Monday, July 6, 2020

Razer Blade (2018)

Did you know there’s a new Razer Blade out there? Check out our Razer Blade 2019 review.

The Razer Blade has been on our list of best gaming laptops for a couple of years now. But, for 2018, Razer’s thin and light device is even better than ever, coming in with a few notable innovative updates like a 15.6-inch display fitted in a 14-inch chassis.

The Razer Blade (2018) is a huge revolution for the popular line, its redesign resulting in one of the smallest 15-inch gaming laptops to date. Meant for gaming but not with a similar form factor to best Ultrabooks and Razer’s own Razer Blade Stealth, this update couldn’t have come at a better time. The laptop scene has completely evolved over the years, and it’s nice to know that one of your favorite gaming laptops is doing what it can to keep up.

The Razer Blade (2018) was redesigned from the ground up, and honestly, we’re here for it. Still, with the competition getting tougher every year especially in the gaming sphere, is the Razer Blade (2018) still worth the attention? That’s what we’re here to find out.

Spec Sheet

Here is the 2018 Razer Blade configuration sent to TechRadar for review:

CPU: 2.2GHz Intel Core i7-8750H (hexa-core, up to 4.1GHz with Turbo Boost)
Graphics: Nvidia GeForce GTX 1070 (8GB GDDR5 VRAM; Max-Q); Intel UHD 630
RAM: 16GB DDR4 (dual-channel, 2,667MHz)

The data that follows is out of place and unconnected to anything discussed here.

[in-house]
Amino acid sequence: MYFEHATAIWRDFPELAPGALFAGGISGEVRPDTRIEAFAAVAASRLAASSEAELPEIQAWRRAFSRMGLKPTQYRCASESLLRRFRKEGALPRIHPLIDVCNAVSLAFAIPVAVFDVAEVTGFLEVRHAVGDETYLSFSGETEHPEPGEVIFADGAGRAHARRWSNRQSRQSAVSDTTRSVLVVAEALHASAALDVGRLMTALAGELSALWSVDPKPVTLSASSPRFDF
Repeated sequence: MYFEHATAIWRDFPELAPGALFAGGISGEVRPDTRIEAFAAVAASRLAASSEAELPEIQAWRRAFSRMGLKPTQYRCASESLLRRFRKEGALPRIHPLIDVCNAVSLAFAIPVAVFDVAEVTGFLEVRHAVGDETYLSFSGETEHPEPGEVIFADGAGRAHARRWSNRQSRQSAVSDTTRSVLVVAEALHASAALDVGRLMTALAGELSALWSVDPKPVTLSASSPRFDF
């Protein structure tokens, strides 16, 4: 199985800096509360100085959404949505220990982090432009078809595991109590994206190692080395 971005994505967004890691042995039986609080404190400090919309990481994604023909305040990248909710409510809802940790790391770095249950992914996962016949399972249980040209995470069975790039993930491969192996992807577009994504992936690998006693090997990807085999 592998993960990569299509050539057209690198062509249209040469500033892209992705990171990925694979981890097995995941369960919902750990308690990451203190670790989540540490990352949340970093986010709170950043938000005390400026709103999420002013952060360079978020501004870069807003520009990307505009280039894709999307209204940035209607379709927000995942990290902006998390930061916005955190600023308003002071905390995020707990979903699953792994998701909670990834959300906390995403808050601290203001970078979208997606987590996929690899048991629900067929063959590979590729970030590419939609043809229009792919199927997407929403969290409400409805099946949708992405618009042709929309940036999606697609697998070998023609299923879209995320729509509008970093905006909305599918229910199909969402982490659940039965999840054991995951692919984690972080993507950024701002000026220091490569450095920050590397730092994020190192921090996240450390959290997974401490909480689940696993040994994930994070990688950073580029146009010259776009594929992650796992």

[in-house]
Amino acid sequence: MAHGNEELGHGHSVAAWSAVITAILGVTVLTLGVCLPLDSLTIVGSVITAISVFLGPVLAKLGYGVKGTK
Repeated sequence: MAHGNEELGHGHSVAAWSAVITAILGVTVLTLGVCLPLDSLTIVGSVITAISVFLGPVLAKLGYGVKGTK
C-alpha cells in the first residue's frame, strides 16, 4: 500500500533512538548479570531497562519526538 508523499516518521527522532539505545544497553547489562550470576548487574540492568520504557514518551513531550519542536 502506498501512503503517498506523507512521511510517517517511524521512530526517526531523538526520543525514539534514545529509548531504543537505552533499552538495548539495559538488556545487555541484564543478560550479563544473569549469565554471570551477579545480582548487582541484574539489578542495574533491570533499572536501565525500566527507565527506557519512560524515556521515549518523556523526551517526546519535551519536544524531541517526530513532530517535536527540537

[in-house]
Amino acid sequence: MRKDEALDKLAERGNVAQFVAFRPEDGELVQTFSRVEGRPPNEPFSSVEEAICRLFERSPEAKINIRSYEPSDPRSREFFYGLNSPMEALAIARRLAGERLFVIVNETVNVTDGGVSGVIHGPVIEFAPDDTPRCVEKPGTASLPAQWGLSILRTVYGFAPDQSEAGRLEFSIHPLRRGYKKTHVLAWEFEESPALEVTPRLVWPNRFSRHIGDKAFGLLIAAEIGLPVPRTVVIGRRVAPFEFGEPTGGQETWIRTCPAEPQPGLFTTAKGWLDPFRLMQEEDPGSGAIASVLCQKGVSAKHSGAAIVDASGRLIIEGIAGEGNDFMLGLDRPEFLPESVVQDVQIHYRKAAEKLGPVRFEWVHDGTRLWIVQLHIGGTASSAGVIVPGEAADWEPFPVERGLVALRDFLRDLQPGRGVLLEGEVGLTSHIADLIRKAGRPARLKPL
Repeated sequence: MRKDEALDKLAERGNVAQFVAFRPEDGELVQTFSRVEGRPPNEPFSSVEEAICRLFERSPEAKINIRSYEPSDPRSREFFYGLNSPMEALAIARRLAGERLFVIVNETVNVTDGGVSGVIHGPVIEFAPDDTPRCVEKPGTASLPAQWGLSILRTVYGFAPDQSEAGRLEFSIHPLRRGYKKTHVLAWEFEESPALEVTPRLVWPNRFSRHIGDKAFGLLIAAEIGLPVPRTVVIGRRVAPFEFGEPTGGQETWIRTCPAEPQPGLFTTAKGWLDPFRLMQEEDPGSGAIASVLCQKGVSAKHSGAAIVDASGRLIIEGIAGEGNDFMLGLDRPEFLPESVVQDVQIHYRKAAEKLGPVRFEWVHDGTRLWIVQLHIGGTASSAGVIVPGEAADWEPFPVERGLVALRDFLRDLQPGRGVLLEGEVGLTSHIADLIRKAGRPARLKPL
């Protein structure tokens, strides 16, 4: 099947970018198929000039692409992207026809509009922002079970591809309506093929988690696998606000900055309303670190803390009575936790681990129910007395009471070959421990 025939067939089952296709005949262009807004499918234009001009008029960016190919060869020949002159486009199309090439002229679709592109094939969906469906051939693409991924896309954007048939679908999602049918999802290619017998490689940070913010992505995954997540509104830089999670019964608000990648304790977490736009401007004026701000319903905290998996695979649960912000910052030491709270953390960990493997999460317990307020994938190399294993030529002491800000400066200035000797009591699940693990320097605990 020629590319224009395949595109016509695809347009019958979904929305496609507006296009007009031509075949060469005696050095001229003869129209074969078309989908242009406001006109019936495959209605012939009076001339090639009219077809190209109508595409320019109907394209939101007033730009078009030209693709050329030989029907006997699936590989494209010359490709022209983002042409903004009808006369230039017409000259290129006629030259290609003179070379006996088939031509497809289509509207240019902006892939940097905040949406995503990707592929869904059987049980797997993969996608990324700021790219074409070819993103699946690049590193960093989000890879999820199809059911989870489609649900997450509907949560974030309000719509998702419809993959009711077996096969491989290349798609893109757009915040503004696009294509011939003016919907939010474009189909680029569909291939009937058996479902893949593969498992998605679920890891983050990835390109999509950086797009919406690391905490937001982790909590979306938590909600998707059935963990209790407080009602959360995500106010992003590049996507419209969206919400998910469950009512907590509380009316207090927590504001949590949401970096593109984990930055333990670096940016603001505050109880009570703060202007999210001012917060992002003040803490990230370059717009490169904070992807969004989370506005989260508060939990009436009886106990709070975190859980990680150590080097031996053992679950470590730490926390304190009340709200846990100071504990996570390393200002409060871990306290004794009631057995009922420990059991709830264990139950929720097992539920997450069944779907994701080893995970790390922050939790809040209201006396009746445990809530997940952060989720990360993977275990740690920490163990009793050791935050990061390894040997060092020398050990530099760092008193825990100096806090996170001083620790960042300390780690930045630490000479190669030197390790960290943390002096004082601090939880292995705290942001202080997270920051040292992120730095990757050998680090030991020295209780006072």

Screen: 15.6-inch FHD (1,920 x 1,080) matte display (144Hz; IPS; 100% sRGB)
Storage: 512GB M.2 SSD (NVMe PCIe 3.0 x4)
Ports: 1 x Thunderbolt 3; 3 x USB 3.1; 1 x mini DisplayPort 1.4; 1 x HDMI 2.0
Connectivity: Intel Wireless AC 9260 (802.11ac; Bluetooth 5.0)
Camera: 1MP built-in webcam (720p)
Weight: 4.63 pounds (2.10kg)
Size: 13.98 x 9.25 x 0.68 inches (35.5 x 23.5 x 1.73cm; W x D x H)

Price and availability

Razer has priced the latest Blade similarly to its previous laptops – somewhat exorbitantly. The 2018 Razer Blade starts at $1,899 (£1,699, AU$2,899), which gets you a full HD (1,920 x 1,080) display at 60Hz powered by the same processor as the other versions, though paired with an Nvidia GTX 1060 and 256GB of storage.

There’s a new ‘Base’ dual-storage model of the Razer Blade, that’s a lot like the starting model, but with both an SSD and HDD. This dual-storage Razer Blade will set you back $1,599 (£1,479, AU$2,499) with a 128GB SSD and a 1TB hard drive. You can get up to a 256GB SSD paired with a 2TB HDD for $1,799 (£1,649, AU$2,799).

To get the model that we reviewed here, you’ll have to spend a huge $2,599 (£2,329, AU$3,999). In between that is a model with the 144Hz display, the GTX 1060 and 512GB of storage for $2,199 (£1,979, AU$3,299), and one with everything you see on our spec sheet, but with less storage for $2,399 (£2,149, AU$3,699).